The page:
15. May 2, 2005 #14

    Danger

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    Sounds reasonable, but I'm wondering how practical it really is. Copper is something like second or third best thermal conductor of all metals. Wouldn't a copper jacket over steel distribute the heat evenly around the surface and so uniformly heat the interior? And how easily would that chunk of steel bend? I don't think that you could do it by hand, and the heating shouldn't produce that much force.
     
  16. May 2, 2005 #15
    Thermal stress is much more reasonable than magnetic effects... I'm wondering about the expansion difference between the steel core and the copper cladding. If the copper expands more (does it? I don't know), then will the two part company?
     
  17. May 2, 2005 #16
    Perhaps the lower copper coating eventually pops off the steel core to bulge downward...

    The upper surface of the coin will be cooler than the lower as well, but I don't know if that makes much difference.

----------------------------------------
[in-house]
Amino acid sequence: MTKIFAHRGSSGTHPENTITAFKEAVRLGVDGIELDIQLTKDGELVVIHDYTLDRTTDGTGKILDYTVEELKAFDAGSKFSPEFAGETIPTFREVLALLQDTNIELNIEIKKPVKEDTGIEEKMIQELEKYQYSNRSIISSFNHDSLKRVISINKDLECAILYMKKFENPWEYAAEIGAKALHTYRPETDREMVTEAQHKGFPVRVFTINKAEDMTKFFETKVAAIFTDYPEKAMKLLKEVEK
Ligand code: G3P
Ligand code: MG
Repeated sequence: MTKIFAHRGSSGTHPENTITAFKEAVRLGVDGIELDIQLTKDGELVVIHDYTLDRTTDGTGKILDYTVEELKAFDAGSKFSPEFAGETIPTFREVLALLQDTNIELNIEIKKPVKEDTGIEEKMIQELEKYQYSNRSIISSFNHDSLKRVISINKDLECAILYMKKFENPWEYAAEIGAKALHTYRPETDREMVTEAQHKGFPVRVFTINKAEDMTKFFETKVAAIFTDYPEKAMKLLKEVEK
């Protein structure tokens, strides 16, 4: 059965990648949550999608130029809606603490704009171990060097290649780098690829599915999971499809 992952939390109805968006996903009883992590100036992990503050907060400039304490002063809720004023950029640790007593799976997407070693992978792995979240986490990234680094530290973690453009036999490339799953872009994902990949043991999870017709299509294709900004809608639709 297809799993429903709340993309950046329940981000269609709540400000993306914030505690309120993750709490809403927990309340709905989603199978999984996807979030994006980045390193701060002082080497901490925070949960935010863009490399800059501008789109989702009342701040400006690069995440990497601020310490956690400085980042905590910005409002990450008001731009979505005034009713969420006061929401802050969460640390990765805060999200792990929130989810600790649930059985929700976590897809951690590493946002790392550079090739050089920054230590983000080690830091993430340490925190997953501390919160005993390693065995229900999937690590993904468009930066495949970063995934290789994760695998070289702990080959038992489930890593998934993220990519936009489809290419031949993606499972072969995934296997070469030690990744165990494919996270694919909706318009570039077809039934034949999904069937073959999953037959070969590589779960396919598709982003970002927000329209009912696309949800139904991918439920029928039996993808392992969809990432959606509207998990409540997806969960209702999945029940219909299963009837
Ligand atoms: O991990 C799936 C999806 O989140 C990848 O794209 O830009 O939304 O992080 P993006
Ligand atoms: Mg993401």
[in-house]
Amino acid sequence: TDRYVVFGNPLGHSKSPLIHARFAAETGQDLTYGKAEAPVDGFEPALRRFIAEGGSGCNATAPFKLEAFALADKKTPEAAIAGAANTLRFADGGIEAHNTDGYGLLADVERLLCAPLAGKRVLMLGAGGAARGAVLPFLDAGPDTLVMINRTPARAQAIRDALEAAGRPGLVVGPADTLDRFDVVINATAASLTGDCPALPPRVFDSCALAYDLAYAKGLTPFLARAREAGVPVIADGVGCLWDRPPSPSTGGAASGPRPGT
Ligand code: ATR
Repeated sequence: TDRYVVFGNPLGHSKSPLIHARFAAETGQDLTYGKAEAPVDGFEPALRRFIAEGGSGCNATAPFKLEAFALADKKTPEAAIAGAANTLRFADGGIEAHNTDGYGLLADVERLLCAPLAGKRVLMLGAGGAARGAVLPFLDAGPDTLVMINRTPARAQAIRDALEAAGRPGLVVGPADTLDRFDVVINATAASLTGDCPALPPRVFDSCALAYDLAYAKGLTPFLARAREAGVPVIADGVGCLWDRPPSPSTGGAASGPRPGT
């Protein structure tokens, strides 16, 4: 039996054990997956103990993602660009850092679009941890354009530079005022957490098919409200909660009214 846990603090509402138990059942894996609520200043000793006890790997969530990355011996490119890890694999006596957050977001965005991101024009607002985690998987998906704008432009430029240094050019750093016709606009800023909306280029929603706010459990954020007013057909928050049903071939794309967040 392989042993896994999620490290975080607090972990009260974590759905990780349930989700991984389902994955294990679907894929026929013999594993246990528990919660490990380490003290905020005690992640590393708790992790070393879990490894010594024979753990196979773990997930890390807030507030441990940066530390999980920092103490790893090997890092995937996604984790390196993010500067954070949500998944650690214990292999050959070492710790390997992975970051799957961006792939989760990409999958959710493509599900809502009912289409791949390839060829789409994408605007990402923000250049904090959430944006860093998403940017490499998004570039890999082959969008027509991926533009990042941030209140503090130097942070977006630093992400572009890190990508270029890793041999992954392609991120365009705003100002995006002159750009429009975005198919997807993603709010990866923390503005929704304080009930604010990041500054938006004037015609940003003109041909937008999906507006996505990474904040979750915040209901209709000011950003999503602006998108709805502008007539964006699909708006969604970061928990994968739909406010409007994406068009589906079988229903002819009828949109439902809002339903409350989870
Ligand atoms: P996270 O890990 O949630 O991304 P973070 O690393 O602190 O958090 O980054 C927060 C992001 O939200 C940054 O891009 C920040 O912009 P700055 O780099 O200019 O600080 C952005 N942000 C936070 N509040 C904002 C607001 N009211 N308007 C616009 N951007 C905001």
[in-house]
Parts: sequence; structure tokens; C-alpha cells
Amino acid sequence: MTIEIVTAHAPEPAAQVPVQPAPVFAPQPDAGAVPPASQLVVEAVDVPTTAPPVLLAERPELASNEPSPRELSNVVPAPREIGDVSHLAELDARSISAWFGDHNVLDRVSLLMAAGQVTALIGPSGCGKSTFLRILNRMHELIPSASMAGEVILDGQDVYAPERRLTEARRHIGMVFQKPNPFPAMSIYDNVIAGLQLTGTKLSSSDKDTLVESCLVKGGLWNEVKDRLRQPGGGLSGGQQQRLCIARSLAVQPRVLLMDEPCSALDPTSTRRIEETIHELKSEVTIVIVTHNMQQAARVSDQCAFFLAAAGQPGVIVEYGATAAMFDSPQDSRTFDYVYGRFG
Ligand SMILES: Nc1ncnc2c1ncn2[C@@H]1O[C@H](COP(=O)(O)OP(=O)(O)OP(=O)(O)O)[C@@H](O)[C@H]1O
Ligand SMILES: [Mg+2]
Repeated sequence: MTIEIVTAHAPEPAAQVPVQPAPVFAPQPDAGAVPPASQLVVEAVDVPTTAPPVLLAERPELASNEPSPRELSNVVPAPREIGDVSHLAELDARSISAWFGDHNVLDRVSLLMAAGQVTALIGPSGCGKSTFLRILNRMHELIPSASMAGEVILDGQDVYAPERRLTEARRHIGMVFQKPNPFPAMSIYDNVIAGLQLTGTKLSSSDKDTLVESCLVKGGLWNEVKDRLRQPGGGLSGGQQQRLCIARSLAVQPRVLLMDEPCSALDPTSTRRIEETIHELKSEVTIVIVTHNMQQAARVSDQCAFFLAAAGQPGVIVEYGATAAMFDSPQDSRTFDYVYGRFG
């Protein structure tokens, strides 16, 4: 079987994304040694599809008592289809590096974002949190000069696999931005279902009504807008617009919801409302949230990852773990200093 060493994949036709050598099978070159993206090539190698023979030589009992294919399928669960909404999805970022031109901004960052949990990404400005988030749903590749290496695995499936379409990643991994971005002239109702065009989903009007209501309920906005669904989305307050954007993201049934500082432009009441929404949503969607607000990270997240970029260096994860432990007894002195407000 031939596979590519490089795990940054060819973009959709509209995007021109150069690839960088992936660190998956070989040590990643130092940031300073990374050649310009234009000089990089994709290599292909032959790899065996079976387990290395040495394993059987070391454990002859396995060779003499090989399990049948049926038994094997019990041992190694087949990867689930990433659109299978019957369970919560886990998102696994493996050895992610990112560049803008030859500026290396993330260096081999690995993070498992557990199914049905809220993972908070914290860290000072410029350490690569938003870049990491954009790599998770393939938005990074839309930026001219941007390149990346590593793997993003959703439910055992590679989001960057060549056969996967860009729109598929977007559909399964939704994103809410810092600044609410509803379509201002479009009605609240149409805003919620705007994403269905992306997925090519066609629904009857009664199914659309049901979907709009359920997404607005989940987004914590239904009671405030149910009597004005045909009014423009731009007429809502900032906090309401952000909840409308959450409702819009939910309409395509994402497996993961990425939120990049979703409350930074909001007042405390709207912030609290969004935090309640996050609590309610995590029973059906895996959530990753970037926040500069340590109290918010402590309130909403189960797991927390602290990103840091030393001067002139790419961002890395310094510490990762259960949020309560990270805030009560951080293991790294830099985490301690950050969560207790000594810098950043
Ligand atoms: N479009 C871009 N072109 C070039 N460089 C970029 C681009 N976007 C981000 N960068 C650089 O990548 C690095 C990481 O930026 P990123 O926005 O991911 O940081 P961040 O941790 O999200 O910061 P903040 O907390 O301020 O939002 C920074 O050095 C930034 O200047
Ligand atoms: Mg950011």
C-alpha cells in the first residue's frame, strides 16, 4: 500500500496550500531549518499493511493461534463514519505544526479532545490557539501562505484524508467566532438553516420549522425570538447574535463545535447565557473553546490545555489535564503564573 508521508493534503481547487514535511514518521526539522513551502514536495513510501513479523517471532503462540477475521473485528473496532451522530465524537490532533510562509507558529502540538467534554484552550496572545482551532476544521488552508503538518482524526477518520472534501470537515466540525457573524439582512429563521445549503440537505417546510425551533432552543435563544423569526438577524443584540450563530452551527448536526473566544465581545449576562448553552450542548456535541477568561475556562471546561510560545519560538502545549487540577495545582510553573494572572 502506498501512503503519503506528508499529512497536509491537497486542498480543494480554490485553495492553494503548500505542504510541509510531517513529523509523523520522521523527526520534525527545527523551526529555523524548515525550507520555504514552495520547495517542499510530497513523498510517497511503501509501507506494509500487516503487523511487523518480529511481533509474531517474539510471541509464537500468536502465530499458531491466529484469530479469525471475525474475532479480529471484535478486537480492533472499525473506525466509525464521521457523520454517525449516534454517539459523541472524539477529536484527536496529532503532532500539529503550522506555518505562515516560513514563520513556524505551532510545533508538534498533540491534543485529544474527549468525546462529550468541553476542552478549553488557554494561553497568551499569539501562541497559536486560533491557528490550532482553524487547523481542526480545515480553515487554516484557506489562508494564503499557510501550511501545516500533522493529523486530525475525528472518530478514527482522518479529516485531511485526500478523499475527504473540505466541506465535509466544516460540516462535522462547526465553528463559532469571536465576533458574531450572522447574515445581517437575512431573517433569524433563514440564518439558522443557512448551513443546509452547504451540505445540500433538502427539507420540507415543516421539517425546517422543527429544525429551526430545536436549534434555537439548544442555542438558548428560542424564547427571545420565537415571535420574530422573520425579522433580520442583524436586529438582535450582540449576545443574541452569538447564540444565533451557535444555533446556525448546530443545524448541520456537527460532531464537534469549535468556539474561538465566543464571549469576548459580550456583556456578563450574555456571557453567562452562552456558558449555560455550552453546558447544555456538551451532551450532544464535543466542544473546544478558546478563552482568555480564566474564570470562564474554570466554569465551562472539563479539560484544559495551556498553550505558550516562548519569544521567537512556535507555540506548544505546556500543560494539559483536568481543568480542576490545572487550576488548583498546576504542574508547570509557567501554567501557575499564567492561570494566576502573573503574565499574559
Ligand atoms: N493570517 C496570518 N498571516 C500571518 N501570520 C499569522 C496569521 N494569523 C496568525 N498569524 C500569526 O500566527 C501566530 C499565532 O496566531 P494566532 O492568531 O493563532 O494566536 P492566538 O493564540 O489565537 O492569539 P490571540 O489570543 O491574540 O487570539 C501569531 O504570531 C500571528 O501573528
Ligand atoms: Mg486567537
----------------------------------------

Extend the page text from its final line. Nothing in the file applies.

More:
18. May 2, 2005 #17

    Danger

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    At least it's really easy to determine whether or not thermal effects are the culprit. Just get a metal ball of the same radius as the bulb, put the coin on top, and heat the thing with a torch. If the coin jumps, then problem solved.
     
  19. May 2, 2005 #18
    I think it has to be a combined effect of the eddy currents and the heat current set up in the coin which though both must be very small but their maxima of combined effect after some time,due to increase of resistance be responsible for the event
     
  20. May 2, 2005 #19

    Danger

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    Yeah. Synergistic effects can be outright spooky at times. The other thing that crossed my mind is that if there are decent eddy currents involved, they would probably cause even more heat than the bulb. That is, after all, pretty much how an induction heater works.
     
  21. May 2, 2005 #20
    see,one more thing that gives u some idea that here there is a chance that thernal currentmay be involvedis the fact that the author has mantioned that when it was sunnyoutside it took considerably less time for the coin to go up than when it was stormy.